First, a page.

Elk, or Ecola Creek, courses several miles from its headwaters below Onion Peak, burbling and chortling for several miles down logged-over defiles. Its North and West Forks meld about a mile east of Haystack Rock, lazing down through coastal tidewater and finally debouching on the Canadian side of Cannon Beach.
Man’s intervention has altered the nature of the stream and its movement in several significant ways. In the zone where Elk Creek meets the sea, the fore dune north of the creek mouth has been stabilized with dune grass plantings and berming. Beneath the sand at the creek mouth, a substrate of cobble extends northwest toward Chapman Point. At the turn of the century the creek flowed tangentially north toward that point. In its current condition the general flow beachside is southerly, often extending dramatically southward during protracted summer dry spells.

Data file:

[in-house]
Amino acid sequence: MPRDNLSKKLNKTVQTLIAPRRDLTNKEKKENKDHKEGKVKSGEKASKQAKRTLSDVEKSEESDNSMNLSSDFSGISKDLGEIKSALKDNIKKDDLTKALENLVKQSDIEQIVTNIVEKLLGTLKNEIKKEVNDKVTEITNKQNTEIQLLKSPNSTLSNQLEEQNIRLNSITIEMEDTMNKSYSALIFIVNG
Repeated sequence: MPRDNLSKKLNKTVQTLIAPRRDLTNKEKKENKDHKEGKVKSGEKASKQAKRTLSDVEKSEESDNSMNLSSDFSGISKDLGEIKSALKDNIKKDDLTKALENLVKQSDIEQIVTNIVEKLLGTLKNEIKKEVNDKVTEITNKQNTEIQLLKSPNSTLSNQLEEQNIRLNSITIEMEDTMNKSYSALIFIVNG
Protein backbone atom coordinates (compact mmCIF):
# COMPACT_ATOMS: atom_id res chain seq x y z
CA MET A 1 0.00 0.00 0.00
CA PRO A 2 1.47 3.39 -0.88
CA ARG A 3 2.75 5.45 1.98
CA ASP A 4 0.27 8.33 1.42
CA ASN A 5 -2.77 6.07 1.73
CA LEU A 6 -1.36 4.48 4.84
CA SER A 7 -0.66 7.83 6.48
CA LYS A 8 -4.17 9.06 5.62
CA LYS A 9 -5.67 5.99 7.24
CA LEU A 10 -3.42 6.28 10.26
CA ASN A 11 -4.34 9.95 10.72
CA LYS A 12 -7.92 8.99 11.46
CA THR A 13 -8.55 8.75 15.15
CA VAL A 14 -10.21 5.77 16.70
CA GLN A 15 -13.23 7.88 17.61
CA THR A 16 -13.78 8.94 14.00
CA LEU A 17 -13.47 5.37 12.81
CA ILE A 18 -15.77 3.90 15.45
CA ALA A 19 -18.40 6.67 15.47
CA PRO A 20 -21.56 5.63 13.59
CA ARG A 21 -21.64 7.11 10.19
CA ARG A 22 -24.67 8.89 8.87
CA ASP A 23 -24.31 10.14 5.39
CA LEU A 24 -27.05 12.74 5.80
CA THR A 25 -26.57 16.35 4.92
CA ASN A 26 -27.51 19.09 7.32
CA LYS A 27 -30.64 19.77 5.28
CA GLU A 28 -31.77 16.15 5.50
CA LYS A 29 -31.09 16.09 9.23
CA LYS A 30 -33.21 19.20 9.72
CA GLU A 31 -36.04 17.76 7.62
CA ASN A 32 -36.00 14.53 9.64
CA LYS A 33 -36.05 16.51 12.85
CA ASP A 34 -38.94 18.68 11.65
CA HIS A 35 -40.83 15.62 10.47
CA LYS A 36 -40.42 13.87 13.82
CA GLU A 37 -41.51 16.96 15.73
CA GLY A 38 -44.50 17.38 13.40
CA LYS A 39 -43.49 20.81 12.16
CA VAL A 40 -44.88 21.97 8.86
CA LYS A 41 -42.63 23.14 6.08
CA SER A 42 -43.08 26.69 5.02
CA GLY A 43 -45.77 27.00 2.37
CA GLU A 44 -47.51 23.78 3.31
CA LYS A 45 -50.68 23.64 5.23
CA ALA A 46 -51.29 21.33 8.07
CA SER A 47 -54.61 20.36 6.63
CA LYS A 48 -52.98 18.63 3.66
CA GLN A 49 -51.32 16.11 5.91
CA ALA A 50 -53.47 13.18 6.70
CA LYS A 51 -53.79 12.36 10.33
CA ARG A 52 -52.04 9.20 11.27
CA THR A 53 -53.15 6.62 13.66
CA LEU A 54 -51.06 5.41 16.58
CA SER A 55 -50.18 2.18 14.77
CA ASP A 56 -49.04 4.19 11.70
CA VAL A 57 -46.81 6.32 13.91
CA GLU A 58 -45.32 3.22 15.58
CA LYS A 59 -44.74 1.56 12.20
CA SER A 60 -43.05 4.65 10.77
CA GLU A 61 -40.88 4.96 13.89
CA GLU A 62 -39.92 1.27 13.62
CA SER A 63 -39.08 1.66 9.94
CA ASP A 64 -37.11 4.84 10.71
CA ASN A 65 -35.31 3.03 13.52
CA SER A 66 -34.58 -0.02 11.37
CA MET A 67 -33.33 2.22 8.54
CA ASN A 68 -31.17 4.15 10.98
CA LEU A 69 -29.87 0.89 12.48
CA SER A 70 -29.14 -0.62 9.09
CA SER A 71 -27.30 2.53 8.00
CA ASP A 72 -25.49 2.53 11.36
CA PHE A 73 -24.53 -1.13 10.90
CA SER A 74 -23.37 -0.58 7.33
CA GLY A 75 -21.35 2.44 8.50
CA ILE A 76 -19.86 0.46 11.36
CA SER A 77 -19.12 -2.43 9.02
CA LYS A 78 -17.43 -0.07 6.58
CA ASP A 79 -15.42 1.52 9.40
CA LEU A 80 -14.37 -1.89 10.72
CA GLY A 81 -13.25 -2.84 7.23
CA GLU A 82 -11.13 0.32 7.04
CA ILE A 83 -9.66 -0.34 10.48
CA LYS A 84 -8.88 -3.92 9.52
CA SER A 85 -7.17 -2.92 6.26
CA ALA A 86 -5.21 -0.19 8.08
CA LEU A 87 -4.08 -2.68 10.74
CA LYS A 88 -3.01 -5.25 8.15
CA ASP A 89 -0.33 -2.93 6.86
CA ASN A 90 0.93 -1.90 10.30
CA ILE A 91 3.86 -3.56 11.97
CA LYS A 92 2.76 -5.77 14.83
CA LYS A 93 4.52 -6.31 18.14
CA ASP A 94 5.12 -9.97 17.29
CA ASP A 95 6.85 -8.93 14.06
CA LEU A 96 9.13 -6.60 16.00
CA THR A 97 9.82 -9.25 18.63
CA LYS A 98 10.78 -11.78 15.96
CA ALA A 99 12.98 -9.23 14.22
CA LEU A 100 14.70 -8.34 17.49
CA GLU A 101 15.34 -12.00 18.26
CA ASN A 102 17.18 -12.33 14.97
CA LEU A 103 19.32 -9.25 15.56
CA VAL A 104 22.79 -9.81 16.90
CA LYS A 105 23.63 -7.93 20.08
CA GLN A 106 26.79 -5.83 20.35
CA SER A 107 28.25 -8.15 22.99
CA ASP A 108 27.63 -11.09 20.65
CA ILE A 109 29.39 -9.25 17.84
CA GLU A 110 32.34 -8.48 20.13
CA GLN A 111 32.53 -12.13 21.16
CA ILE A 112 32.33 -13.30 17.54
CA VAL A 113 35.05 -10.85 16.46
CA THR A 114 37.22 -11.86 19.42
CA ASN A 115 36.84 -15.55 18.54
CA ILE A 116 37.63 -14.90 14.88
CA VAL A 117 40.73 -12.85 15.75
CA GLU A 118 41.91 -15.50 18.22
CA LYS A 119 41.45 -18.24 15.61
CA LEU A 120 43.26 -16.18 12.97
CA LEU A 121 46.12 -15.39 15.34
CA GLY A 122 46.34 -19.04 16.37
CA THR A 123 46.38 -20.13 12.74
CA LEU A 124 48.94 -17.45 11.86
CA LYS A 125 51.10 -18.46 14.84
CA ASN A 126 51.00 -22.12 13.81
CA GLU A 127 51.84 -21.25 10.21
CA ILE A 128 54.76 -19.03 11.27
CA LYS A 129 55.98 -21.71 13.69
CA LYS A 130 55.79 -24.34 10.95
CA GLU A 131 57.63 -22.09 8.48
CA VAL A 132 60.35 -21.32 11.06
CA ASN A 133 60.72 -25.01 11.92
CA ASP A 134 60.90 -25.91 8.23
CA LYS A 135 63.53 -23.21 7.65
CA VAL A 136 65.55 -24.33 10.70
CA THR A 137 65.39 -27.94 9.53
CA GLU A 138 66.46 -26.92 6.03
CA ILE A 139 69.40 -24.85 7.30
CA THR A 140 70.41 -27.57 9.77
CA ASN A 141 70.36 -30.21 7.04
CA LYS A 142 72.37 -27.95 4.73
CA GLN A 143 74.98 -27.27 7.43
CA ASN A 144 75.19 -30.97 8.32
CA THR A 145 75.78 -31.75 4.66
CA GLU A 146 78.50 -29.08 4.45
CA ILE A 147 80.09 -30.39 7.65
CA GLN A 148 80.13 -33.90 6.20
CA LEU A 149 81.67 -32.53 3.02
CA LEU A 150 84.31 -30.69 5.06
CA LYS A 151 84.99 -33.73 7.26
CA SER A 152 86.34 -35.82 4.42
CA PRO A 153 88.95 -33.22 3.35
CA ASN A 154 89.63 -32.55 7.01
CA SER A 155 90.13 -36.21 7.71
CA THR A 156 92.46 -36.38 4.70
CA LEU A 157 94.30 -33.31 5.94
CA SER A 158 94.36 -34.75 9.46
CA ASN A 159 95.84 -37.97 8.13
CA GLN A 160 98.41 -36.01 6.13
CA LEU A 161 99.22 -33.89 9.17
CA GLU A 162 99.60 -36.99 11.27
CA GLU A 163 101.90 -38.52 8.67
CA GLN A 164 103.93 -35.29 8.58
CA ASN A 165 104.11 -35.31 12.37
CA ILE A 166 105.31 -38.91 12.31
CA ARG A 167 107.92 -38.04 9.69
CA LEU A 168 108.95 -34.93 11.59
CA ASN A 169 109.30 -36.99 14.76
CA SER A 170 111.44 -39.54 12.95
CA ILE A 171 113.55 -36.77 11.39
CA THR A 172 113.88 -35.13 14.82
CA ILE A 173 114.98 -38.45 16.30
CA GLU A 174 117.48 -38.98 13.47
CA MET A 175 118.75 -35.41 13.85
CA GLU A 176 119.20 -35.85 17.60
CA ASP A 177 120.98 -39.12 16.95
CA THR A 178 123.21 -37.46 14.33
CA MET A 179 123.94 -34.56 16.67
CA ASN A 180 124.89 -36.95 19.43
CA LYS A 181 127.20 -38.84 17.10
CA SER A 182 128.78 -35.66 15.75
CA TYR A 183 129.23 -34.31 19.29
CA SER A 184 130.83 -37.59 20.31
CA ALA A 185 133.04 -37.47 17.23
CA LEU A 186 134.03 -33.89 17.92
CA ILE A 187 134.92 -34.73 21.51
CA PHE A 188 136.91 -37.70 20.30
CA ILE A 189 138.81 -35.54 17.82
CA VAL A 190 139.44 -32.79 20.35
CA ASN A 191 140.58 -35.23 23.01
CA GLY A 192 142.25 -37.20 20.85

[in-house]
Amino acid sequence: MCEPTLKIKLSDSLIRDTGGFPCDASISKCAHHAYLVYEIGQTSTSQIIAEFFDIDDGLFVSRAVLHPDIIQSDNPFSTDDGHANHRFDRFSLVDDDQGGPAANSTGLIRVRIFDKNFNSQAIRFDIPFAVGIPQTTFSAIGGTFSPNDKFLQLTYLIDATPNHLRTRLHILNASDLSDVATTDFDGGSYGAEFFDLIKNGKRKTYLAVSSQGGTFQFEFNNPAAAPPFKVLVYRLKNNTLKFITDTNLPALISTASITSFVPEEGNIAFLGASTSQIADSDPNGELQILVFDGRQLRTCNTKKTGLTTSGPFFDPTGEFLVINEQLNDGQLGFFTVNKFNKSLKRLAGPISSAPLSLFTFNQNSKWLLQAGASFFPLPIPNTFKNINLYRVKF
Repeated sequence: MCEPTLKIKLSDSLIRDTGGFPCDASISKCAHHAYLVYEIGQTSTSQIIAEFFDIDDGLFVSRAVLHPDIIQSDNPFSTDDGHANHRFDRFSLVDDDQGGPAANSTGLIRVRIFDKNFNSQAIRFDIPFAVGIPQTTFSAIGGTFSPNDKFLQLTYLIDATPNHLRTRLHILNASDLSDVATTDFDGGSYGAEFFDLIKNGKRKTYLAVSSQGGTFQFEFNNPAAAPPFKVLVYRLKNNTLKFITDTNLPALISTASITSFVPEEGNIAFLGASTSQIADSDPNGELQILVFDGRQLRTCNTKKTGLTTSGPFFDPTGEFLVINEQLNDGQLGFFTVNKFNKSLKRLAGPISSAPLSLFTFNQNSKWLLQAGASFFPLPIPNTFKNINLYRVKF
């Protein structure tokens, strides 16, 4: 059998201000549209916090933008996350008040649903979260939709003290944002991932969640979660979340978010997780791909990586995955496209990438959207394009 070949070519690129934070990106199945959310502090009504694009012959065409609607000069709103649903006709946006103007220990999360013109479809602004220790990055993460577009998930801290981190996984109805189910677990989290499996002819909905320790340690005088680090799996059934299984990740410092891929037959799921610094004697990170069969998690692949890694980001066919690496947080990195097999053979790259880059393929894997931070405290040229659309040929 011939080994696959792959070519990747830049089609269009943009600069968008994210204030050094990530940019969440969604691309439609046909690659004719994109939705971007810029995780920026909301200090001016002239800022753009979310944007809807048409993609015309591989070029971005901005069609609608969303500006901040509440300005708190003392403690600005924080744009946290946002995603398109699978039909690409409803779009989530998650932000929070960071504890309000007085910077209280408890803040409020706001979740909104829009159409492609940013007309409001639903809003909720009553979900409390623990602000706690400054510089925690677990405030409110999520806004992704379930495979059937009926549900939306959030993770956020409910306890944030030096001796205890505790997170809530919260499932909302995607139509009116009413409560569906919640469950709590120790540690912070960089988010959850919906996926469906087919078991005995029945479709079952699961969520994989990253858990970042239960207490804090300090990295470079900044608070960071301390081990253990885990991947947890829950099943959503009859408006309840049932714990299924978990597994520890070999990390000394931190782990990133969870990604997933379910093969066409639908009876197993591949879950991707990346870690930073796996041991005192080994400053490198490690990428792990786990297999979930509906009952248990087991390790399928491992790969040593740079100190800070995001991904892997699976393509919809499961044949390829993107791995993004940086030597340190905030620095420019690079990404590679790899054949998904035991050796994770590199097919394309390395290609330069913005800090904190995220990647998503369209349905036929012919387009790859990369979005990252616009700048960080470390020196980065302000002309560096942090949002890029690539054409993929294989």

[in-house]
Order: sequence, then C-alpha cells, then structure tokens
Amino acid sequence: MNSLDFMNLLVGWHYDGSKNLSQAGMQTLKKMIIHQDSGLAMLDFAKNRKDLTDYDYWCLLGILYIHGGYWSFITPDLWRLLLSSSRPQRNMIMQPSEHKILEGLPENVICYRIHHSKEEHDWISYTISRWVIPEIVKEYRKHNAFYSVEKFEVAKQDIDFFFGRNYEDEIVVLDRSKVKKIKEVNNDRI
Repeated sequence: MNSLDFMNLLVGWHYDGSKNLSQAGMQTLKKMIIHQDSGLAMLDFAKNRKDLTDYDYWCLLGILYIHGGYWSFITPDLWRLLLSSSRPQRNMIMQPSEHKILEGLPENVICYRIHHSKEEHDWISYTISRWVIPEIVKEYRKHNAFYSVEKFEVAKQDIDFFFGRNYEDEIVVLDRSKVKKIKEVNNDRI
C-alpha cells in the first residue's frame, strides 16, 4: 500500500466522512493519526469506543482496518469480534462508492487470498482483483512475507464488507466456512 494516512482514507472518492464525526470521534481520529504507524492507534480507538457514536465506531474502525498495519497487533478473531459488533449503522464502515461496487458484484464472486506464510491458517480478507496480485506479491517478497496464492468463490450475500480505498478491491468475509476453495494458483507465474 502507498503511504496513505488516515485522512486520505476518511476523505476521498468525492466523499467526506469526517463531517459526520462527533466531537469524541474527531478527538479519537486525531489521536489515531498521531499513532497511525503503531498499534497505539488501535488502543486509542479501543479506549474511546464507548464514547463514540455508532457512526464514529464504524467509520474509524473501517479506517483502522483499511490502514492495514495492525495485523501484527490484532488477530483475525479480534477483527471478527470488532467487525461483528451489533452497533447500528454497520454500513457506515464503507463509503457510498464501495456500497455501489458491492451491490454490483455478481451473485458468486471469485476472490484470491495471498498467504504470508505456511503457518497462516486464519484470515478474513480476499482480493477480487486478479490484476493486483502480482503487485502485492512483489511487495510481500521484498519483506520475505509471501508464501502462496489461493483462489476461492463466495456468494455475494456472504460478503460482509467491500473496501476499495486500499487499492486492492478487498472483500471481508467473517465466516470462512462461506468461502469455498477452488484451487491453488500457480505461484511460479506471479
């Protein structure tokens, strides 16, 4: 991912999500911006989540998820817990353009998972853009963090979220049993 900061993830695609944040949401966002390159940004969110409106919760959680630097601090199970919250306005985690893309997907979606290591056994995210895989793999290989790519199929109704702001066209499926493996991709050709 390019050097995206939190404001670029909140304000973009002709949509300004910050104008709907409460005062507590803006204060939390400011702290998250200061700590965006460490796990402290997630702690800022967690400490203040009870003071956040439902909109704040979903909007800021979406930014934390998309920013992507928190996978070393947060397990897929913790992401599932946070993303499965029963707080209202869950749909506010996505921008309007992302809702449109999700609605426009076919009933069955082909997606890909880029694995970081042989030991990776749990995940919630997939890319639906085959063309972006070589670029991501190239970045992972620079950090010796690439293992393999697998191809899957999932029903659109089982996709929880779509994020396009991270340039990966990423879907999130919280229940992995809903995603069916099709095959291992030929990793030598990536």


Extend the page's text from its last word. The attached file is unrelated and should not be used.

As recently as the 1960s, daily tidal flux brought Elk Creek flowing into the township of Cannon Beach. Hemlock Street rested on fill, generally high and dry during the summer months. Boardwalks allowed pedestrians to travel through the downtown shops and businesses. Even on an August day, several feet of water swirled below the boardwalks at high tide. Muskrats floated in the brackish flow. During winter storms and strong tidal surge, flooding was the norm and boats frequently ferried citizens through town. Purposive diking and filling staunched the normal diurnal tidal cycle. The Pompey Wetland is essentially a man-made construct, a consequence of revetments and damming.